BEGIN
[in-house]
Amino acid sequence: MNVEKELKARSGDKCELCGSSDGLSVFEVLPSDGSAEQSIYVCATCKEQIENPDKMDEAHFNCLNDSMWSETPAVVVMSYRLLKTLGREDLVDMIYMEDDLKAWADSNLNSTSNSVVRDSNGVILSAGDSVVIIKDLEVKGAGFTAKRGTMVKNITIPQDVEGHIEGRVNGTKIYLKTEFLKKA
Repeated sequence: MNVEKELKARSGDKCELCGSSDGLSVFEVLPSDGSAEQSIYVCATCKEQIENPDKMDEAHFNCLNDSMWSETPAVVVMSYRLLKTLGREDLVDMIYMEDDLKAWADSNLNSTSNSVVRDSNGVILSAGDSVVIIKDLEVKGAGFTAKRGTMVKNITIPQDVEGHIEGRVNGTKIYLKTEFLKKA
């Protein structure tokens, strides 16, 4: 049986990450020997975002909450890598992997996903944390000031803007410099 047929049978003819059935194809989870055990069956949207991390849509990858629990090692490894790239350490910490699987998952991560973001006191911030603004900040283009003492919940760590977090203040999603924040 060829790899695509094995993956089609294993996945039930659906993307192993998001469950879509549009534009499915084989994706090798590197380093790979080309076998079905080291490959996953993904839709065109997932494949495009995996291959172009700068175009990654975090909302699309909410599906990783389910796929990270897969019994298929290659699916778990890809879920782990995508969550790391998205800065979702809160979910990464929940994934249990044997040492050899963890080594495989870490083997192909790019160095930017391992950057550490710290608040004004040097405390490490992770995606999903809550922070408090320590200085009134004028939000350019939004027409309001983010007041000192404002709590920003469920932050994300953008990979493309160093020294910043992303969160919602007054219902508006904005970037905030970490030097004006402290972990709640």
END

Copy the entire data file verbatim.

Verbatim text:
[in-house]
Amino acid sequence: MNVEKELKARSGDKCELCGSSDGLSVFEVLPSDGSAEQSIYVCATCKEQIENPDKMDEAHFNCLNDSMWSETPAVVVMSYRLLKTLGREDLVDMIYMEDDLKAWADSNLNSTSNSVVRDSNGVILSAGDSVVIIKDLEVKGAGFTAKRGTMVKNITIPQDVEGHIEGRVNGTKIYLKTEFLKKA
Repeated sequence: MNVEKELKARSGDKCELCGSSDGLSVFEVLPSDGSAEQSIYVCATCKEQIENPDKMDEAHFNCLNDSMWSETPAVVVMSYRLLKTLGREDLVDMIYMEDDLKAWADSNLNSTSNSVVRDSNGVILSAGDSVVIIKDLEVKGAGFTAKRGTMVKNITIPQDVEGHIEGRVNGTKIYLKTEFLKKA
């Protein structure tokens, strides 16, 4: 049986990450020997975002909450890598992997996903944390000031803007410099 047929049978003819059935194809989870055990069956949207991390849509990858629990090692490894790239350490910490699987998952991560973001006191911030603004900040283009003492919940760590977090203040999603924040 060829790899695509094995993956089609294993996945039930659906993307192993998001469950879509549009534009499915084989994706090798590197380093790979080309076998079905080291490959996953993904839709065109997932494949495009995996291959172009700068175009990654975090909302699309909410599906990783389910796929990270897969019994298929290659699916778990890809879920782990995508969550790391998205800065979702809160979910990464929940994934249990044997040492050899963890080594495989870490083997192909790019160095930017391992950057550490710290608040004004040097405390490490992770995606999903809550922070408090320590200085009134004028939000350019939004027409309001983010007041000192404002709590920003469920932050994300953008990979493309160093020294910043992303969160919602007054219902508006904005970037905030970490030097004006402290972990709640």